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"CHO" 2003 Obituary


CHOCIEJ  CHOMIAK  CHOMYCZ  CHOQUETTE  CHORLEY  CHORNEY  CHOWN  CHOY 

CHOCIEJ o@ca.on.york_county.toronto.globe_and_mail 2003-05-22 published
CHOCIEJ, Malgorzata (Margaret)
Margaret was born in Krakow, Poland in 1956. There she met her husband Jacek when they were both students. In 1990, together with their two children, they emigrated to Canada. Margaret obtained a law degree in Poland and applied this training to a related career with Singer Kwinter. Margaret passed away on May 20, 2003 at Princess Margaret Hospital. She leaves behind her loving children Greg and Zuzanna, mother Stanislawa ZWOLINSKA, sisters Anna SKALSKA and Wisia HUBERT, brothers-in-law Sidney FIREMAN and Tadek HUBERT, niece and nephew Anna and Tom HUBERT and dear friend David HEGGIE. She is predeceased by her husband Jacek who died in 1998. Margaret loved life. In her 47 years she did so much and there was so much she wanted to do and experience. Her favourite pastime was singing. She was an ardent reader and enjoyed debating. She was a supportive and loving mother. She brought smiles on rainy days and was never far away from a friend in need. Margaret will always be missed by the many people who loved her. Visitation will be at the Turner and Porter Funeral Home, 436 Roncesvalles Avenue, Toronto, Thursday, May 22, 5-8 p.m. with Rosary at 6 p.m. Funeral Mass will be at St. Casimir's Church, 156 Roncesvalles Avenue, Friday, May 23 at 10 a.m. Interment Park Lawn Cemetery. In lieu of flowers, donations to the Princess Margaret Foundation (416-946-6560) or Wellspring (416-961-1928) would be appreciated.

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CHOMIAK o@ca.on.york_county.toronto.globe_and_mail 2003-12-16 published
Former National Hockey Leaguer MAGNUSON killed, RAMAGE injured in car crash
By Erin CONWAY- SMITH, Tuesday, December 16, 2003 - Page S1
Former National Hockey League defenceman Keith MAGNUSON was killed in a three-car collision yesterday when he was a passenger in a car driven by former Toronto Maple Leaf captain Rob RAMAGE.
RAMAGE was injured in the car crash north of Toronto.
MAGNUSON played 11 years with the Chicago Black Hawks.
York Regional Police said RAMAGE was driving a blue Intrepid that was involved in the accident, caused when one of the vehicles apparently went out of control.
RAMAGE was in an Etobicoke, Ontario, hospital last night, being treated for a broken femur, police said.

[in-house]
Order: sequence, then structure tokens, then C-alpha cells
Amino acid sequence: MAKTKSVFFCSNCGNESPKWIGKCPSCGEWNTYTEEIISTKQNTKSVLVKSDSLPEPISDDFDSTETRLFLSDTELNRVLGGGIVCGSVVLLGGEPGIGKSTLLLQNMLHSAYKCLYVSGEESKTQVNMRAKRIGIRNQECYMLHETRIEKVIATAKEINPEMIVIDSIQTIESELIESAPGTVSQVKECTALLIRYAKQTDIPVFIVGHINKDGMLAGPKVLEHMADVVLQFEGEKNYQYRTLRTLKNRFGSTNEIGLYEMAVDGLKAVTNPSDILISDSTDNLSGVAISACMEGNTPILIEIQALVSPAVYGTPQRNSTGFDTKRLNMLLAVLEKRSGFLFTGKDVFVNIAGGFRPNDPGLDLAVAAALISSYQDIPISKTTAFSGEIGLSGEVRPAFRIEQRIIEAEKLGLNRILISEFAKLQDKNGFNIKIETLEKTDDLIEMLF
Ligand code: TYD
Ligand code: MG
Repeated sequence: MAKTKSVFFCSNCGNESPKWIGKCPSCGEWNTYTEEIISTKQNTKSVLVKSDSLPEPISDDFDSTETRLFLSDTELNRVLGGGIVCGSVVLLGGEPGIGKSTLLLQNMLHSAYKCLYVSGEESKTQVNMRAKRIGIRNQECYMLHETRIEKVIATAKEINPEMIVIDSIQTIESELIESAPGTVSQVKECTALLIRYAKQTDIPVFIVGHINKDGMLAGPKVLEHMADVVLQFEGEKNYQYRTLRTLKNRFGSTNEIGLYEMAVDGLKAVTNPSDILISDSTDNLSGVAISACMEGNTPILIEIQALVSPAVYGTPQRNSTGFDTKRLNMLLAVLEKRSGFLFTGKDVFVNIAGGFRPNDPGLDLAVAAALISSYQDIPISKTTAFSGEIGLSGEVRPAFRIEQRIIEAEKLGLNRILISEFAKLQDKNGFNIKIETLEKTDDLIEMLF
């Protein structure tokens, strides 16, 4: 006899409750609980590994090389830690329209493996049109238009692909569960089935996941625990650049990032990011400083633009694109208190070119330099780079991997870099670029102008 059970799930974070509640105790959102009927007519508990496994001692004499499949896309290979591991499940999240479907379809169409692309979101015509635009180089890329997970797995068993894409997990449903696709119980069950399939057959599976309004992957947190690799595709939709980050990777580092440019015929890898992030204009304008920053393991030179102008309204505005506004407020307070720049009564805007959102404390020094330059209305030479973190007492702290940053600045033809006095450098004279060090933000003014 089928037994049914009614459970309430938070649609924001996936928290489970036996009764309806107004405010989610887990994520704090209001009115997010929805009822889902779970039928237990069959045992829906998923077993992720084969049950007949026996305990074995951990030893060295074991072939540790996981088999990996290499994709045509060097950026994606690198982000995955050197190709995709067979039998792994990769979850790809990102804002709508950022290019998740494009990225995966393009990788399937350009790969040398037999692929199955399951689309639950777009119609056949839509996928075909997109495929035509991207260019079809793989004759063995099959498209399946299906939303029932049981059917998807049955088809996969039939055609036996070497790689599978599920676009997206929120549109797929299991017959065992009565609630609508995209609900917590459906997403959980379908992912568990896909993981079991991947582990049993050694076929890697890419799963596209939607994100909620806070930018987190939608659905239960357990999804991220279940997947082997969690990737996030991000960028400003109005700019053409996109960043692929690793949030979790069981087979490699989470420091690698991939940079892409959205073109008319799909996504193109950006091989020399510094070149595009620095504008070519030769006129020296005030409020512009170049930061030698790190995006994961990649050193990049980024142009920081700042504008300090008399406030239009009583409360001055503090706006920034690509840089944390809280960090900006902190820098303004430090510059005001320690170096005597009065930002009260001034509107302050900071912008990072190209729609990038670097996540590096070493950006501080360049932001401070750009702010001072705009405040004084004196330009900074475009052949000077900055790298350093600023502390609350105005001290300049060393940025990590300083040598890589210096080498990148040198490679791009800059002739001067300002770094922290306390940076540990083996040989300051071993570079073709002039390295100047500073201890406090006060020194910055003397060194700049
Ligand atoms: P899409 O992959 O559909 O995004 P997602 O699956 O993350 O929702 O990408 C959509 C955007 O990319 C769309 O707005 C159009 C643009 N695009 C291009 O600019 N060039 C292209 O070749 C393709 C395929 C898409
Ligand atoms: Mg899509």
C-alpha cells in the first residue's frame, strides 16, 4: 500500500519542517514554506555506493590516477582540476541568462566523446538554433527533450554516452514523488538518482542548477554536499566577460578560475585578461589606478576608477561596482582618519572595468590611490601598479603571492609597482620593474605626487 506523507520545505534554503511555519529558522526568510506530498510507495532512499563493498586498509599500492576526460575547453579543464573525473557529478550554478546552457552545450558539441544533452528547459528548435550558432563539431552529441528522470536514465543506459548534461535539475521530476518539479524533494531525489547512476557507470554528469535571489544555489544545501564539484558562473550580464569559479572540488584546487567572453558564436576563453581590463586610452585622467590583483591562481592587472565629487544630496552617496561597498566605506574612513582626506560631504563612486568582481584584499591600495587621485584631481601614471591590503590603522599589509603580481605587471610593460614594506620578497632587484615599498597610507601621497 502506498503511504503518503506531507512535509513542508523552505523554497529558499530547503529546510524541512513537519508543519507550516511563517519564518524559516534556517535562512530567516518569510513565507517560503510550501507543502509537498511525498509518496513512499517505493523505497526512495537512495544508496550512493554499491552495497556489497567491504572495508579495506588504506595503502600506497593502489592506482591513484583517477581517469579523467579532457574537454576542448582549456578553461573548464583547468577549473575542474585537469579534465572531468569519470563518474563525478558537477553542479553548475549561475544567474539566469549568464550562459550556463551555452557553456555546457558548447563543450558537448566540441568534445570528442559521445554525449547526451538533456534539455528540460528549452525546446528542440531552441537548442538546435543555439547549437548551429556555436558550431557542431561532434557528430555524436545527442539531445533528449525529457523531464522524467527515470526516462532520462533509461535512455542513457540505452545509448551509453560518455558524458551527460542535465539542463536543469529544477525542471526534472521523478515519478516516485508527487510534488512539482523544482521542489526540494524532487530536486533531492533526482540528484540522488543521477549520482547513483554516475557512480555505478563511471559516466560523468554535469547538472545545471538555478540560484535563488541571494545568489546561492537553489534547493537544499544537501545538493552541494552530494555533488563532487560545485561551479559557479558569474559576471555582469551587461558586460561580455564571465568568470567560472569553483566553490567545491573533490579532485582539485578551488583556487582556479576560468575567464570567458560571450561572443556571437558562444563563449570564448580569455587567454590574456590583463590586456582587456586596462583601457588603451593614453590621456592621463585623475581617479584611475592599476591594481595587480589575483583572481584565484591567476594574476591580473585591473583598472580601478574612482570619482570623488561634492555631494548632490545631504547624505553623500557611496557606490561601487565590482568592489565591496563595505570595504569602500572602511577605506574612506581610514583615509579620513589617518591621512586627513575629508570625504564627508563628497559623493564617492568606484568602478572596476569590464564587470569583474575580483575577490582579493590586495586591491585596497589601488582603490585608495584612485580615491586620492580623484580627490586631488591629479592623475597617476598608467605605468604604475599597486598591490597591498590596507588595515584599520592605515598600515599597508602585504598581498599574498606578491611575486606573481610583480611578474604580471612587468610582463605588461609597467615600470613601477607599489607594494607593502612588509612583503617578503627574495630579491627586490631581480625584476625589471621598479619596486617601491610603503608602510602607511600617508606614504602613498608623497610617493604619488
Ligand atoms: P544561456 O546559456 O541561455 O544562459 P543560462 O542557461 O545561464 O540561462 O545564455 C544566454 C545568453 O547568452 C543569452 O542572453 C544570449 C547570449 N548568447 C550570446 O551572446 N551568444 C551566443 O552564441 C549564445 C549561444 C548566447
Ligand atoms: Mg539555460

The accident, which occurred in Vaughan, happened about 5 p.m., but rescue workers were unable to remove the body until after 10 p.m. Police didn't believe weather was a factor in the accident.
Sergeant Igor CHOMIAK said late last night that an investigation is under way.
A third person, a woman, was being treated for non-life threatening injuries last night.
It was reported that RAMAGE was travelling back to Toronto from Bolton, northwest of the city, after attending the funeral of former National Hockey League player Keith McCREARY, who died last week after a battle with cancer. McCREARY was the chair of the National Hockey League Alumni Association and RAMAGE is the vice-chair.
RAMAGE is a frequent guest commentator on FanSports KFNS, a St. Louis radio station. Last night, the station had posted a notice on an internal bulletin board informing staff about RAMAGE's accident.
RAMAGE, 44, played 1,044 games in the National Hockey League from 1979 to 1994. He served as Maple Leaf captain from 1989 to 1991.
MAGNUSON was born on April 27, 1947, in Wadena, Saskatchewan. He played college hockey at Denver University, where he helped the Pioneers to the N.C.A.A. championship in 1968 and 1969. He was a mainstay on defence for the Blackhawks from 1969 to 1979.

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CHOMYCZ o@ca.on.york_county.toronto.globe_and_mail 2003-06-28 published
COLQUHOUN, Stephen Murray
It is with great sadness that we announce that Stephen Murray COLQUHOUN died suddenly on Wednesday, June 18th, 2003 in Thunder Bay, Ontario. Steve will be sorely missed and always cherished by his wife Maria (née SALATINO,) sons Stevie and Jamie, his sisters Liz (Mike EVANS), Marg (Brian WEBSTER), Mary Louise (Paul RADDEN,) and brother Bob (Judy COLQUHOUN.) He died too young. First and foremost in Stevie's life was always Maria and his boys. He will also be missed by his in-laws Maria and Giacomo SALATINO, his wife's sisters Rosa (Cheslan CHOMYCZ,) Anna (Chris KELOS), Gina (Dan CHAMPAGNE), Aunt and Uncle Jim and Cappy COLQUHOUN. A funeral was held at St. Andrews Presbyterian Church on Monday, June 23, 2003. In lieu of flowers, a donation to a trust fund for his children, c/o any branch of the Bank of Nova Scotia, account #006870000485 would be greatly appreciated.